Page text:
2. Authoritative Parenting
Being authoritative is very different from being an authoritarian parent. This type of parenting is believed to be the best approach to parenting. Authoritative parents set rules for their children but they also let their kids understand why these rules are important. They show both strictness and warmth. Not only they try to understand their children’s perspective, these parents are also responsive to the needs of their children. As they have realistic expectations from their kids, the children tend to be responsible as adults with excellent problem-solving and decision-making skills.
According to the American Psychological Association (APA), authoritative parents are “nurturing, responsive, and supportive, yet set firm limits for their children. Children raised with this style tend to be friendly, energetic, cheerful, self-reliant, self-controlled, curious, cooperative and achievement-oriented.”
One of the primary differences between being authoritative and authoritarian is, this type of parents tend to “control children’s behavior by explaining rules, discussing, and reasoning.” Authoritative parents are not only reasonable and understanding, they are affectionate, nurturing and supportive.
Authoritative parenting style involves some of these characteristics:
- Expectations are clearly stated and children can add inputs
- Rules are clear and justified
- Communication is appropriate for the child to understand and express
- Children are happy and independent with good self-esteem
- Kids have good social skills with excellent academic success
- Children grow up to be responsible adults with better mental health
Amy Morin explains “Authoritative parents invest time and energy into preventing behavior problems before they start. They also use positive discipline strategies to reinforce good behavior.” She adds “Researchers have found kids who have authoritative parents are most likely to become responsible adults who feel comfortable expressing their opinions.”
3. Permissive parenting
Permissive parents tend to be warm and affectionate, but are less likely to be strict or set any rules for their children. These parents are responsive to their kids needs but tend to have a more friendly parent-child relationship. As they have low expectations regarding self-control and maturity, their children have difficulty following authority and rules when they grow up.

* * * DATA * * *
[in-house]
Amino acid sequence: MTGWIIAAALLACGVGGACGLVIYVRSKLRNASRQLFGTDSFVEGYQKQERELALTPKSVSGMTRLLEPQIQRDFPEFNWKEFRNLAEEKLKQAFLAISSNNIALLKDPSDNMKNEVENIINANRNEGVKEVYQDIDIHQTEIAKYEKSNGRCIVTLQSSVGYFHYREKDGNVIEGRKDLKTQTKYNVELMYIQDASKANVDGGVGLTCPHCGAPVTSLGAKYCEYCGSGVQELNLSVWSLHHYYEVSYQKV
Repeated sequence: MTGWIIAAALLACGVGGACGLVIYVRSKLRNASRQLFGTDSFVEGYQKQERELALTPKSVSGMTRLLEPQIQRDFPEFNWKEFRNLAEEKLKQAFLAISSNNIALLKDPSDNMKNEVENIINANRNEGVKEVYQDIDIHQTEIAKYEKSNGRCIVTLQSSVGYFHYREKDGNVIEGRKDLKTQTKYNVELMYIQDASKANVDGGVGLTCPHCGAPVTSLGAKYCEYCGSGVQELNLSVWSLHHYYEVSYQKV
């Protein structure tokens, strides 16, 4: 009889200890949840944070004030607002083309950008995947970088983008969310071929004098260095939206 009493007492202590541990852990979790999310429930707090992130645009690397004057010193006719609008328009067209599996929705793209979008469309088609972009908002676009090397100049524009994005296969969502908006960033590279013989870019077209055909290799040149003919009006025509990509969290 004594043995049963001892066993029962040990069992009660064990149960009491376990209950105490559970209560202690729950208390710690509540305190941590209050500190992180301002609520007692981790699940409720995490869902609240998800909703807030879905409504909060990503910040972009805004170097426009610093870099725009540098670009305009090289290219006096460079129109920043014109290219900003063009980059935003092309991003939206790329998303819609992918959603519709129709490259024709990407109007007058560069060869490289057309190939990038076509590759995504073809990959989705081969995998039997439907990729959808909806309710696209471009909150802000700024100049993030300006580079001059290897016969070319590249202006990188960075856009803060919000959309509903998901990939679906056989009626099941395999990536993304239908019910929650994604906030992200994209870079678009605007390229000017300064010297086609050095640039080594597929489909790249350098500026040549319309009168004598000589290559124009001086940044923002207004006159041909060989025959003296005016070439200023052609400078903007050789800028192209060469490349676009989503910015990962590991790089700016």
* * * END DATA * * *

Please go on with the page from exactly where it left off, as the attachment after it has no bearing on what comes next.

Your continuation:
Although they love their children a lot, they need to realize the importance of setting boundaries. Allowing your children to do what they want can be detrimental in the long run. This is one of the parenting styles in psychology that can do more harm than good. The APA explains, “In this parenting style, parents are warm, but lax. Children raised with this parenting style tend to be impulsive, rebellious, aimless, domineering, aggressive and low in self-reliance, self-control and achievement.”
Some common characteristics of this style of parenting are:
- Parents are caring and communication is open
- Children take decisions instead of following rules
- Parents have low expectations
- Children have poor self-control and unable to follow rules
- Children develop egocentric behavior
- As adults, these children have problems in social interactions & relationships
Author Amy Morin writes that permissive parents “encourage their children to talk with them about their problems, but they usually don’t put much effort into discouraging poor choices or bad behavior.” Children of such parents often grow up with behavioral problems and have “have low self-esteem and may report a lot of sadness. They’re also at a higher risk for health problems, like obesity,” she adds.
4. Uninvolved Parenting
These types of parents are usually detached and show neither strictness nor warmth. They may either neglect the needs of their kids or meet only the basic needs. Uninvolved or neglectful parents tend to have mental health issues or suffer from substance abuse or financial stress. This type of parents offer excessive freedom to their children and have no expectations or boundaries. They either consciously stay detached from their children or may be confused about how to be a parent. Hence, the kids are compelled to raise themselves.